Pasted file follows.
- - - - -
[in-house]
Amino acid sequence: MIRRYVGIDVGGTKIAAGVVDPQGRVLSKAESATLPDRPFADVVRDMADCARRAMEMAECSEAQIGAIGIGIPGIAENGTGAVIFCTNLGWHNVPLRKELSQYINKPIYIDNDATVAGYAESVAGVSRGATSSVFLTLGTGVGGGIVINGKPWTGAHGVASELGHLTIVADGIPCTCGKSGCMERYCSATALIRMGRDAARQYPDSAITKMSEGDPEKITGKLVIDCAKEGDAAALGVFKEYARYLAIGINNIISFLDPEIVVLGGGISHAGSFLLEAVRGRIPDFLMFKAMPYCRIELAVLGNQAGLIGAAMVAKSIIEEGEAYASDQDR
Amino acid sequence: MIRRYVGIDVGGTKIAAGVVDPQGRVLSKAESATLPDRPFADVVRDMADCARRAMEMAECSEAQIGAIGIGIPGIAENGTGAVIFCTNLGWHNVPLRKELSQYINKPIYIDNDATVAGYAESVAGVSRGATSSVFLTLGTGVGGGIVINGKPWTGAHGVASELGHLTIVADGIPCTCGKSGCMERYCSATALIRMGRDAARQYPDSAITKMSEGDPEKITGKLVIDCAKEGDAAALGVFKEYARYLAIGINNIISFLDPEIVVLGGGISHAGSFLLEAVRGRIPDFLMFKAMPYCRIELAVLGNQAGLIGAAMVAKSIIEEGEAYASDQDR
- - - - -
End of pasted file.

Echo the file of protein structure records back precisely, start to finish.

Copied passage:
[in-house]
Amino acid sequence: MIRRYVGIDVGGTKIAAGVVDPQGRVLSKAESATLPDRPFADVVRDMADCARRAMEMAECSEAQIGAIGIGIPGIAENGTGAVIFCTNLGWHNVPLRKELSQYINKPIYIDNDATVAGYAESVAGVSRGATSSVFLTLGTGVGGGIVINGKPWTGAHGVASELGHLTIVADGIPCTCGKSGCMERYCSATALIRMGRDAARQYPDSAITKMSEGDPEKITGKLVIDCAKEGDAAALGVFKEYARYLAIGINNIISFLDPEIVVLGGGISHAGSFLLEAVRGRIPDFLMFKAMPYCRIELAVLGNQAGLIGAAMVAKSIIEEGEAYASDQDR
Amino acid sequence: MIRRYVGIDVGGTKIAAGVVDPQGRVLSKAESATLPDRPFADVVRDMADCARRAMEMAECSEAQIGAIGIGIPGIAENGTGAVIFCTNLGWHNVPLRKELSQYINKPIYIDNDATVAGYAESVAGVSRGATSSVFLTLGTGVGGGIVINGKPWTGAHGVASELGHLTIVADGIPCTCGKSGCMERYCSATALIRMGRDAARQYPDSAITKMSEGDPEKITGKLVIDCAKEGDAAALGVFKEYARYLAIGINNIISFLDPEIVVLGGGISHAGSFLLEAVRGRIPDFLMFKAMPYCRIELAVLGNQAGLIGAAMVAKSIIEEGEAYASDQDR